Today’s salute to healthcare workers that was organized by the United Way of the Pikes Peak Region got me thinking about the many acts of kindness and respect that have been shown to our healthcare professionals over the last couple of months, and there have been many.
So I want to salute everyone in our community who has taken time, or who will take time in the future, to salute our healthcare workers in big and small ways.
We have shared many of these stories on News5. Like paralympic bronze medalist and Purple Heart recipient Melissa Stockwell raising money to buy snacks to drop at local hospitals. Melissa says, “If we can all do our part, little by little, this will pass, and we'll get through it together.”
The Broadmoor Rotary Club delivered lunch to UCHealth’s COVID-19 drive-thru testing site on the south end of Colorado Springs. “We want to feel loved, and we want them to know the community is behind them,” said Liz Anderson, membership chair for the club.
Also, fellow first responders and hospital leadership have taken time to cheer on and say a special thank you to the workers on the front lines of this pandemic.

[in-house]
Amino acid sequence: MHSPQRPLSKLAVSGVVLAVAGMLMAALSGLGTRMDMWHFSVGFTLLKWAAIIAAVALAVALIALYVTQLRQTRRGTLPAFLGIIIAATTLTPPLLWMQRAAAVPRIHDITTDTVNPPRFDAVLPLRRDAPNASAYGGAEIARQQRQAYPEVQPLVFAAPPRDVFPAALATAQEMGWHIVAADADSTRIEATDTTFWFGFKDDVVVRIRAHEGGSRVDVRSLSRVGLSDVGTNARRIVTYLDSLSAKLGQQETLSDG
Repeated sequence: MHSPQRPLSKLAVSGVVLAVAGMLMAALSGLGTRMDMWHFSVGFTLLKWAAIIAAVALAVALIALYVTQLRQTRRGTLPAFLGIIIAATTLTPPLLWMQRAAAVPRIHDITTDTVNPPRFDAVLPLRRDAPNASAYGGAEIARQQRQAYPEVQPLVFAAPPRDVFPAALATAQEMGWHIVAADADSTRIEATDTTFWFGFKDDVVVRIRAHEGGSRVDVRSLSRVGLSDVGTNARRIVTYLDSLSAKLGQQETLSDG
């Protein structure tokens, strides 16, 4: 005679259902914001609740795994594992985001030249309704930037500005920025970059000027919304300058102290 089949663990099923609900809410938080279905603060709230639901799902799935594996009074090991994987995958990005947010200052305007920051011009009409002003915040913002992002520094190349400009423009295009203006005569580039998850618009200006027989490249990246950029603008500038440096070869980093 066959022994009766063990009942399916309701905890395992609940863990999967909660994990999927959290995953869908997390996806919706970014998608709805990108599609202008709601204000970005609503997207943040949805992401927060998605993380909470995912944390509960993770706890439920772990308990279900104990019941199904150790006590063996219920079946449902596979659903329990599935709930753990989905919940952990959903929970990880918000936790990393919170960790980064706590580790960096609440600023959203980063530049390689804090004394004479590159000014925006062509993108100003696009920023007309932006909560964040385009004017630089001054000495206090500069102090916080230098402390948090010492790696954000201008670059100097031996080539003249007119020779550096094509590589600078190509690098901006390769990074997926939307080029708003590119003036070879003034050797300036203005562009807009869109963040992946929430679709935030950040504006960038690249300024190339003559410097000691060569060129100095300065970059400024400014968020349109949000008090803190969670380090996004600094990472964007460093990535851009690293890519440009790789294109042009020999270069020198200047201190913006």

Jessica Yoo is a registered nurse and a nursing house supervisor at UCHealth Memorial Hospital who, after a rough half-hour on shift early in the crisis, got a boost from a hospital leader. “I appreciate so much our leadership because she pulled me aside, and she gave me a hug and that means a lot.”
You can be sure that for every story of kindness and support that has been shared in the news, there are many more things happening that have not been shared.
For example, when I interviewed Lisa Mase about her daughter’s hospitalization – during which she couldn’t have visitors for five days - she said nothing to me about the loads of Chick-fil-A I’m told she delivered to the staff caring for her daughter Lindsay.
Tonya June, a registered nurse at UCHealth Memorial Hospital North, says there have been so many small gestures that mean the world to these front-line heroes. “We have been feeling the outpouring from the community; it’s been lunches or homemade cookies. I came to work in tears one morning because there were little kids handing out water to us from their church and school. You just don’t get that kind of appreciation day in and day out.”
So keep it up southern Colorado and thank you to everyone who has gone out of your way to thank our healthcare professionals. In my experience, our healthcare community is always there for us when we need them. They frequently go above and beyond the call of duty as they fill one of the noblest roles in our society - caring for others on so many levels.
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